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    There are links to the products I used in the Show More on YouTube and also on my site: Silence the Haters – Lube an I9 Hub – B1KER I used the Demonde Tech Freehub grease that was recommended to me by I9. I called their support number and asked them what to use. They said the oil would be for regular maintenance, but if you wanted it to be quieter then to use that. I had previously purchased the Slick Honey but before I used it called I9 and they were very adamant about not using that product. They said it would mess up the way the hub works because it was too thick.

    If you want to hear the after sound you can check out any of my new videos. For instance you can hear it in this one: Rockville Redemption – B1KER That was the ride I went on that day. Or a week later in Downieville: Downieville SNAFU – B1KER
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  16. #16
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    I put the recommended Dumonde freehub oil plus some DT Swiss star ratchet grease in my I-9 hub, and it was silent for about half a dozen rides, then slowly got louder and louder. Does the Dumonde Tech Grease keep it quiet for longer?

  17. #17
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    Quote Originally Posted by jabrabu View Post
    I put the recommended Dumonde freehub oil plus some DT Swiss star ratchet grease in my I-9 hub, and it was silent for about half a dozen rides, then slowly got louder and louder. Does the Dumonde Tech Grease keep it quiet for longer?
    When I first applied the grease it was significantly quieter. As the grease has distributed due to use the noise is louder but still not as loud as a stick I9 hub..

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  18. #18
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    How easy is it to replace the bearings in those hubs? Or are people sending them in for that?

  19. #19
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    Eh. Decided to stick with Kings.
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  20. #20
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    Quote Originally Posted by pharmkid85 View Post
    How easy is it to replace the bearings in those hubs? Or are people sending them in for that?
    I9 hubs are super easy to work on. Replacing bearings is a simple chore. Tap out the old bearings and press in the new ones using a long bolt, a couple of metal washers, and two bolts. Measure the diameter of the bearings and there is the size of your DIY tools. 10 minute job.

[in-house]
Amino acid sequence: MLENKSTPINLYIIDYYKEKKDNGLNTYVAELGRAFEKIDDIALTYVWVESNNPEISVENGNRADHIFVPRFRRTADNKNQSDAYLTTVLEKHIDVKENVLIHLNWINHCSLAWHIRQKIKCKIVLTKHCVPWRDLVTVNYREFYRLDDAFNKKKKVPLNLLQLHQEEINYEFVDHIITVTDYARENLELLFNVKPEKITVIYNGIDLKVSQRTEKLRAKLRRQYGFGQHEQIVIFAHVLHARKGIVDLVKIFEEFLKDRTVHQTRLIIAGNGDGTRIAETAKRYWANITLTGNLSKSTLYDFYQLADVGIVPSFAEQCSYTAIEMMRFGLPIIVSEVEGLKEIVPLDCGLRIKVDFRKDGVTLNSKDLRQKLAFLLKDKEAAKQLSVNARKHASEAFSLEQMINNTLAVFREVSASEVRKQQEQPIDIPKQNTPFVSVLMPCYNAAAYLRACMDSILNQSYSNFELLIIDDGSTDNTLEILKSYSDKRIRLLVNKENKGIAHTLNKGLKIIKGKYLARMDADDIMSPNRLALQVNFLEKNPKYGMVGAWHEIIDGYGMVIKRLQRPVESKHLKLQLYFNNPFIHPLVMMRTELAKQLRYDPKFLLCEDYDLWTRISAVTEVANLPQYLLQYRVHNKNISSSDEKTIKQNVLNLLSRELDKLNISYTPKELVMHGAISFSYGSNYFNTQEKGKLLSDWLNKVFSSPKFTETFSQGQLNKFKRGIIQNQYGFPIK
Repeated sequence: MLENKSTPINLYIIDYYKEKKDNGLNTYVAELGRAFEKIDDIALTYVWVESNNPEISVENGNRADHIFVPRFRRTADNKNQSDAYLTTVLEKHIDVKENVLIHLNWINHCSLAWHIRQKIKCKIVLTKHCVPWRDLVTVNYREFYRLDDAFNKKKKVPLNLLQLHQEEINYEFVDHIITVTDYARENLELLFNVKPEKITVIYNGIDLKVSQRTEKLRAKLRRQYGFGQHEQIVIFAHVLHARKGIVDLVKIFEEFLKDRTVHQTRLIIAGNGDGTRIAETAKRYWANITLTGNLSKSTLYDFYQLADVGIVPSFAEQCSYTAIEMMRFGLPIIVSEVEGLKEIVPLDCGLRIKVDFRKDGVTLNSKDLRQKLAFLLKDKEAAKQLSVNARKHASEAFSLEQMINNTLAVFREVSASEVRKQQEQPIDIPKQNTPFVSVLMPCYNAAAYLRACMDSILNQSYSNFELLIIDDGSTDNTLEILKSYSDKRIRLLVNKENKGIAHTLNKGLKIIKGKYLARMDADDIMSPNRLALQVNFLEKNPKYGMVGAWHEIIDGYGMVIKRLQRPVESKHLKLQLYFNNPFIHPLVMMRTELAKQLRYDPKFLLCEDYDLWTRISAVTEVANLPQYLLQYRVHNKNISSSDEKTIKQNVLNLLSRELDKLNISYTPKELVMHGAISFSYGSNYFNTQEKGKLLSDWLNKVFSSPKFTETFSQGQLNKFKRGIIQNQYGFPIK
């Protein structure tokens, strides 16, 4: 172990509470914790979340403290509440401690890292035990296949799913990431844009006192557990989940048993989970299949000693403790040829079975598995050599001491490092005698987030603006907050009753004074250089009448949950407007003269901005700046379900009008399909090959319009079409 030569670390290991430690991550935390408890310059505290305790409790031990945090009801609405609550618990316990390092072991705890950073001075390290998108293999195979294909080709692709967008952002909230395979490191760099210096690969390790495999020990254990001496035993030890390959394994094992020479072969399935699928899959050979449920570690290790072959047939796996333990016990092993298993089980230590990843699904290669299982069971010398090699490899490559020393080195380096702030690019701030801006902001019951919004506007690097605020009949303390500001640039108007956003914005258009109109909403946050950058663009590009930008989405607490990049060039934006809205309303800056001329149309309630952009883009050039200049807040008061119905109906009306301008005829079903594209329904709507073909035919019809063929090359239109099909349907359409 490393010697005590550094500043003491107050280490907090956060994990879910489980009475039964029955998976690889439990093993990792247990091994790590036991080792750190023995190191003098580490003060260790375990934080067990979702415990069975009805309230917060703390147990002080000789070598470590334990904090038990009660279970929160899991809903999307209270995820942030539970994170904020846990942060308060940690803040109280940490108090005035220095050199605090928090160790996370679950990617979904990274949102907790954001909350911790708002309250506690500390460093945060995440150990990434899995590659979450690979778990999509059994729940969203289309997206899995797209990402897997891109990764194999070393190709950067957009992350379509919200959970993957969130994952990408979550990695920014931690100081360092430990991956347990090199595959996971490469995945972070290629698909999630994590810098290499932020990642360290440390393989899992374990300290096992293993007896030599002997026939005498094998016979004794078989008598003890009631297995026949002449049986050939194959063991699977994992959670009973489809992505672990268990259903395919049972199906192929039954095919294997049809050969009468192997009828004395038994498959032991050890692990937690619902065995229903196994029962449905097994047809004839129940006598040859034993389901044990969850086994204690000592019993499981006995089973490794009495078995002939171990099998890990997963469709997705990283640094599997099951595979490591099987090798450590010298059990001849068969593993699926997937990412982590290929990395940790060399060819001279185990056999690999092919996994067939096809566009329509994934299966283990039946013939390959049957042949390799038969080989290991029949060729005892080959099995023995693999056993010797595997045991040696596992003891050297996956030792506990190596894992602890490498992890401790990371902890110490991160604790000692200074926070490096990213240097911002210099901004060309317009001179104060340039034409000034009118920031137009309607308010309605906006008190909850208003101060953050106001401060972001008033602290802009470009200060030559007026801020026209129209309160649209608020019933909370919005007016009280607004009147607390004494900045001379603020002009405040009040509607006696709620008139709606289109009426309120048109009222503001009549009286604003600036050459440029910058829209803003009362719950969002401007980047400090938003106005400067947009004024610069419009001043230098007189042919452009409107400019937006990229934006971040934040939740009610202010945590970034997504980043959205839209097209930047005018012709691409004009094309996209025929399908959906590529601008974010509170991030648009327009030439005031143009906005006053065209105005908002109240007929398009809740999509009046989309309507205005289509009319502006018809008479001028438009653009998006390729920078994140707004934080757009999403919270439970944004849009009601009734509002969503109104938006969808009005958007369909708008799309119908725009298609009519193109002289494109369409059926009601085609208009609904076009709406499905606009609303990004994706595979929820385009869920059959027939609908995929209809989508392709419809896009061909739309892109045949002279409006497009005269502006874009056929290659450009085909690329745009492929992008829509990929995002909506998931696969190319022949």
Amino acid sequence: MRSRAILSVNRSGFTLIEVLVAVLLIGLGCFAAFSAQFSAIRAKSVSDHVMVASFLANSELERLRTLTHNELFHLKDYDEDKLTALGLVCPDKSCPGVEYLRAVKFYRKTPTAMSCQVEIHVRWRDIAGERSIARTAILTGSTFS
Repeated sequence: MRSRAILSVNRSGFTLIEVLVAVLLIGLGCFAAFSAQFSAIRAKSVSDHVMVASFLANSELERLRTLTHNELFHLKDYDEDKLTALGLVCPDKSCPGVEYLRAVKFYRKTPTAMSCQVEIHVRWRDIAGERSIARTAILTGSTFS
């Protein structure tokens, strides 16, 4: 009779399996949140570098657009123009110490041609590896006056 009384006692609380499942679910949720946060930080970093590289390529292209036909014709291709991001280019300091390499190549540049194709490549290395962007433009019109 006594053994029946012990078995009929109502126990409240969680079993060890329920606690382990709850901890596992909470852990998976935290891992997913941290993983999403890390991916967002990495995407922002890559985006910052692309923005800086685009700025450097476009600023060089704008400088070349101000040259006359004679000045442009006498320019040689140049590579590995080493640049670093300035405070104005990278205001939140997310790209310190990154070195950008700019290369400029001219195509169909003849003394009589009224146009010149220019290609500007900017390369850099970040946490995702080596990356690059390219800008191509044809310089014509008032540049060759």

21. #21
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    Quote Originally Posted by ScottieM8 View Post
    Tap out the old bearings and press in the new ones using a long bolt, a couple of metal washers, and two bolts.
    What are you doing with the two other bolts?
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  22. #22
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    Quote Originally Posted by Cleared2land View Post
    What are you doing with the two other bolts?
    Whoops, half asleep when i typed that. Meant two nuts on each ends of washers on the long bolt and two wrenches, there's the DIY press tool. Seen people use appropriate sized sockets to press in bearing also. Just be careful not to damage the seals.

  23. #23
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    I tried DT Swiss grease and my I9 hub was crazy loud. As per I9's recommendation I picked up some of that Dumond Tech grease and it made a big difference. Initially it was super quiet, after a few rides it got louder but is nowhere near as loud as stock. My hub was obnoxiously loud prior to the Dumond Tech grease.

  24. #24
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    I have no idea as to the fact of my statement, but for many years, I have heard that DT Swiss Freehub grease is re-branded and red colored Dumonde Tech Freehub grease.

    I have questioned this.
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  25. #25
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    Quote Originally Posted by Cleared2land View Post
    I have no idea as to the fact of my statement, but for many years, I have heard that DT Swiss Freehub grease is re-branded and red colored Dumonde Tech Freehub grease.

    I have questioned this.
    I honestly figured the same, but from personal experience my hub is without a doubt a ton quieter with the Dumond Tech grease. It's hard to imagine, but somehow it mad enough it quiter and much much more bearable. With the DT Swiss grease my hub was beyond obnoxious and you could not hear my buddies Chris King huh at all, now our hubs are on par.